Just about any filling can be wrapped in a flour tortilla and become a burrito, one of the most popular of the Mexican sandwiches. The breakfast burrito has been made popular in this country by a number of fast food restaurants, but none are as tasty as this one. So start your day with this spicy, south of the border, "tortilla sandwich."
This recipe was originally demonstrated on a Disc-It outdoor grill (think of a propane-powered wok on steroids), but you can grill these burgers as well. Read more about the Disc-It and burgers in Mark Masker's article here.
"The Herb Queen" Maryon Marsh is a native of England who lectures on growing organic herbs and peppers. She offers this wonderful recipe for shrimp that is as colorful as it is delicious. It makes a beautiful presentation, perfect for company.
These beans go well with simple meats, such as turkey, or cheese dishes. They add color and just a mild heat to any meal. For a different taste, I’ve also used this recipe substituting zucchini squash for the beans and serrano chiles for more heat.
A staple in North Africa, cous cous is wheat in granular form that is usually steamed. It is often combined with meats or vegetables, and of course we’ve added chiles to it. The marinade is quite sweet–but works well with the shrimp. Interestingly, this is a re-creation of a dish Nancy was served in the British Virgin Islands. Serve with a salad of star fruit, avocado, and grapefruit, and a cooling Key lime sorbet for dessert.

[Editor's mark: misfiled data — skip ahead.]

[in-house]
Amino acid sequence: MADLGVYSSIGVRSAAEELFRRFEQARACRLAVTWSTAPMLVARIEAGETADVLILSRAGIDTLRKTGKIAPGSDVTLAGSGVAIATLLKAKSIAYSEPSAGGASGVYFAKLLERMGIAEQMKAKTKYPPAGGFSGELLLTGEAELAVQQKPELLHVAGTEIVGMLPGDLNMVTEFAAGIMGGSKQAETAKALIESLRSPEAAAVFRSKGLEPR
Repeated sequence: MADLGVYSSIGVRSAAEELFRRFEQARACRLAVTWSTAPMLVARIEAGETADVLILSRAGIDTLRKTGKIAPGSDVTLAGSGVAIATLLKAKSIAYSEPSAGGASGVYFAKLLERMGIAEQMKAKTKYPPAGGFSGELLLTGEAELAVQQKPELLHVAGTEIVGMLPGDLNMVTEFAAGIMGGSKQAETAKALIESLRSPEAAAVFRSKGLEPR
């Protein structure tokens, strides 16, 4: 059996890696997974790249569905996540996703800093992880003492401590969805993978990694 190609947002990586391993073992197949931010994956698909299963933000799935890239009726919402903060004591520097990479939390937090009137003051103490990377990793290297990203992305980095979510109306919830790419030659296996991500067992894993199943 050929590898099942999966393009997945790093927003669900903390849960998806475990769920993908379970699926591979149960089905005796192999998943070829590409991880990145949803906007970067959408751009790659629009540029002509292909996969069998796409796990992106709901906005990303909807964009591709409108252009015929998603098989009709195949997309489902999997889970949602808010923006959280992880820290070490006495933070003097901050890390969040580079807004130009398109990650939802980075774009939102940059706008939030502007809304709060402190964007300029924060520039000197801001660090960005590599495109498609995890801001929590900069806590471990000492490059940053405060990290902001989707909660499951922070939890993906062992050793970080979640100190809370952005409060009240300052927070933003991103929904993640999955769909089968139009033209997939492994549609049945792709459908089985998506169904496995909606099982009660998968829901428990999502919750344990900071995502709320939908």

This stuff freezes well, it’s hearty, and you can adjust the heat level easily up or down, simply by adding more or less fresh habanero chile. The baseline heat level of the sausage is only warm, so if you want a real kick, add at least half a habanero to the pot. This features Mulay’s Killer Hot Italian Sausage, but you can use your favorite spicy Italian sausage.
The attitude comes from the green chiles--they definitely add the spice and heat for this otherwise ordinary dish. I like to stuff a small wedge of jalapeño Monterey jack cheese into the center of the pepper just before it’s finished cooking. That adds even more "attitude"!